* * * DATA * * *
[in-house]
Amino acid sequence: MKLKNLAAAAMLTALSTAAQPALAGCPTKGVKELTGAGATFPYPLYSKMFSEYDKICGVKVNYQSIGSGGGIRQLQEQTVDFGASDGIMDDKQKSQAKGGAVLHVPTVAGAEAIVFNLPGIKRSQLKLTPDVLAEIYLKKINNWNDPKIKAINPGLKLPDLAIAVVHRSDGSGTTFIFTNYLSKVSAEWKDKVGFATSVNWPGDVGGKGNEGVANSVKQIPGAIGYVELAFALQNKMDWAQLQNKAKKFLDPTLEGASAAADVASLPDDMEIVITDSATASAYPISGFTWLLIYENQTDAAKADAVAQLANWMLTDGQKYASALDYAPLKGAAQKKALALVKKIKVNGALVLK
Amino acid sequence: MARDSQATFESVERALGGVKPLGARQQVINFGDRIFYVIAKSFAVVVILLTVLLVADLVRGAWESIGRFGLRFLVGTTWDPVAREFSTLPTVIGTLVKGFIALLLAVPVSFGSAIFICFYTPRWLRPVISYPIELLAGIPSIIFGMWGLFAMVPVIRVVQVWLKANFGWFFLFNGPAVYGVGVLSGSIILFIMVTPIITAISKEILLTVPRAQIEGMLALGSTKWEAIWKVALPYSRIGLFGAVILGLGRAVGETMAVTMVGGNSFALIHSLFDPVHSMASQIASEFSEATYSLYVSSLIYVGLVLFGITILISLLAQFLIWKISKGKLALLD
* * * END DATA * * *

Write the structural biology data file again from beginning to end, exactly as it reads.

[in-house]
Amino acid sequence: MKLKNLAAAAMLTALSTAAQPALAGCPTKGVKELTGAGATFPYPLYSKMFSEYDKICGVKVNYQSIGSGGGIRQLQEQTVDFGASDGIMDDKQKSQAKGGAVLHVPTVAGAEAIVFNLPGIKRSQLKLTPDVLAEIYLKKINNWNDPKIKAINPGLKLPDLAIAVVHRSDGSGTTFIFTNYLSKVSAEWKDKVGFATSVNWPGDVGGKGNEGVANSVKQIPGAIGYVELAFALQNKMDWAQLQNKAKKFLDPTLEGASAAADVASLPDDMEIVITDSATASAYPISGFTWLLIYENQTDAAKADAVAQLANWMLTDGQKYASALDYAPLKGAAQKKALALVKKIKVNGALVLK
Amino acid sequence: MARDSQATFESVERALGGVKPLGARQQVINFGDRIFYVIAKSFAVVVILLTVLLVADLVRGAWESIGRFGLRFLVGTTWDPVAREFSTLPTVIGTLVKGFIALLLAVPVSFGSAIFICFYTPRWLRPVISYPIELLAGIPSIIFGMWGLFAMVPVIRVVQVWLKANFGWFFLFNGPAVYGVGVLSGSIILFIMVTPIITAISKEILLTVPRAQIEGMLALGSTKWEAIWKVALPYSRIGLFGAVILGLGRAVGETMAVTMVGGNSFALIHSLFDPVHSMASQIASEFSEATYSLYVSSLIYVGLVLFGITILISLLAQFLIWKISKGKLALLD